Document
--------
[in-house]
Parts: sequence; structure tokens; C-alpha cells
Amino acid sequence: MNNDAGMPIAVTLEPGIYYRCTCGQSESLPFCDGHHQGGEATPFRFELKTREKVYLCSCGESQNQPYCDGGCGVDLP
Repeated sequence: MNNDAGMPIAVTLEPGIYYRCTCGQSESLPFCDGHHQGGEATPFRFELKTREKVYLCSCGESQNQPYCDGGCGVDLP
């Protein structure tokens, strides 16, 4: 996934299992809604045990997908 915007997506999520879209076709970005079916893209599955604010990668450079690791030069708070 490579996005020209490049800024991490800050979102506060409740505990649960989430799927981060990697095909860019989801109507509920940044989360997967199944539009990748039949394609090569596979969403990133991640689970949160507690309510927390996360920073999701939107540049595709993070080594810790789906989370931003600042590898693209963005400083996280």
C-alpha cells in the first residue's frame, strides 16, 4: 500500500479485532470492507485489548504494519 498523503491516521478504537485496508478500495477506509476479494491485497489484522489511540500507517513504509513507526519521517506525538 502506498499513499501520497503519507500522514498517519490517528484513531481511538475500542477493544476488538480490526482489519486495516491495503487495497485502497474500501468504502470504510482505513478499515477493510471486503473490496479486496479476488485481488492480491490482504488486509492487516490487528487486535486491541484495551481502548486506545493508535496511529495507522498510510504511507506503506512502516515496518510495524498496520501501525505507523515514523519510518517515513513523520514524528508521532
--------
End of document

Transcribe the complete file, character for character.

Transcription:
[in-house]
Parts: sequence; structure tokens; C-alpha cells
Amino acid sequence: MNNDAGMPIAVTLEPGIYYRCTCGQSESLPFCDGHHQGGEATPFRFELKTREKVYLCSCGESQNQPYCDGGCGVDLP
Repeated sequence: MNNDAGMPIAVTLEPGIYYRCTCGQSESLPFCDGHHQGGEATPFRFELKTREKVYLCSCGESQNQPYCDGGCGVDLP
């Protein structure tokens, strides 16, 4: 996934299992809604045990997908 915007997506999520879209076709970005079916893209599955604010990668450079690791030069708070 490579996005020209490049800024991490800050979102506060409740505990649960989430799927981060990697095909860019989801109507509920940044989360997967199944539009990748039949394609090569596979969403990133991640689970949160507690309510927390996360920073999701939107540049595709993070080594810790789906989370931003600042590898693209963005400083996280």
C-alpha cells in the first residue's frame, strides 16, 4: 500500500479485532470492507485489548504494519 498523503491516521478504537485496508478500495477506509476479494491485497489484522489511540500507517513504509513507526519521517506525538 502506498499513499501520497503519507500522514498517519490517528484513531481511538475500542477493544476488538480490526482489519486495516491495503487495497485502497474500501468504502470504510482505513478499515477493510471486503473490496479486496479476488485481488492480491490482504488486509492487516490487528487486535486491541484495551481502548486506545493508535496511529495507522498510510504511507506503506512502516515496518510495524498496520501501525505507523515514523519510518517515513513523520514524528508521532